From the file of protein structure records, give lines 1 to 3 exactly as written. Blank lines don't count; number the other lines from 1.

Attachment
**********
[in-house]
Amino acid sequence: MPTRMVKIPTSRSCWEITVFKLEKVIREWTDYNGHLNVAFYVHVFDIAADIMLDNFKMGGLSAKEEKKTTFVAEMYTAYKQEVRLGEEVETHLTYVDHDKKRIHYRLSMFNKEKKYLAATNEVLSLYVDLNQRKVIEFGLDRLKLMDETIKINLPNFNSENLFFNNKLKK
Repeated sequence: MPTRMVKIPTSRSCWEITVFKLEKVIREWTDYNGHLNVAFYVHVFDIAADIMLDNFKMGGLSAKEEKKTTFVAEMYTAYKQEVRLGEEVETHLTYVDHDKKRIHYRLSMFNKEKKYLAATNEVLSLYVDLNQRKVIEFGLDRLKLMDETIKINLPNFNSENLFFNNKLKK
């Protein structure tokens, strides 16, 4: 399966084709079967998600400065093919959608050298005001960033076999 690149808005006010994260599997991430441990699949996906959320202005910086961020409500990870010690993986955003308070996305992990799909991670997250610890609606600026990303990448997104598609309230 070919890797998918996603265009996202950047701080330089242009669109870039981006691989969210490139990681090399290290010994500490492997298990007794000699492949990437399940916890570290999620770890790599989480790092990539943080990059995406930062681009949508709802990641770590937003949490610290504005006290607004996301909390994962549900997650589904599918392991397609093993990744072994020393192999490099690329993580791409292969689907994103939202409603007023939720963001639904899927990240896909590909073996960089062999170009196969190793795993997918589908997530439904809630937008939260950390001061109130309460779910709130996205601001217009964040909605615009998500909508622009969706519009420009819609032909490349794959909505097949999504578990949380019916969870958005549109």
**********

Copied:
[in-house]
Amino acid sequence: MPTRMVKIPTSRSCWEITVFKLEKVIREWTDYNGHLNVAFYVHVFDIAADIMLDNFKMGGLSAKEEKKTTFVAEMYTAYKQEVRLGEEVETHLTYVDHDKKRIHYRLSMFNKEKKYLAATNEVLSLYVDLNQRKVIEFGLDRLKLMDETIKINLPNFNSENLFFNNKLKK
Repeated sequence: MPTRMVKIPTSRSCWEITVFKLEKVIREWTDYNGHLNVAFYVHVFDIAADIMLDNFKMGGLSAKEEKKTTFVAEMYTAYKQEVRLGEEVETHLTYVDHDKKRIHYRLSMFNKEKKYLAATNEVLSLYVDLNQRKVIEFGLDRLKLMDETIKINLPNFNSENLFFNNKLKK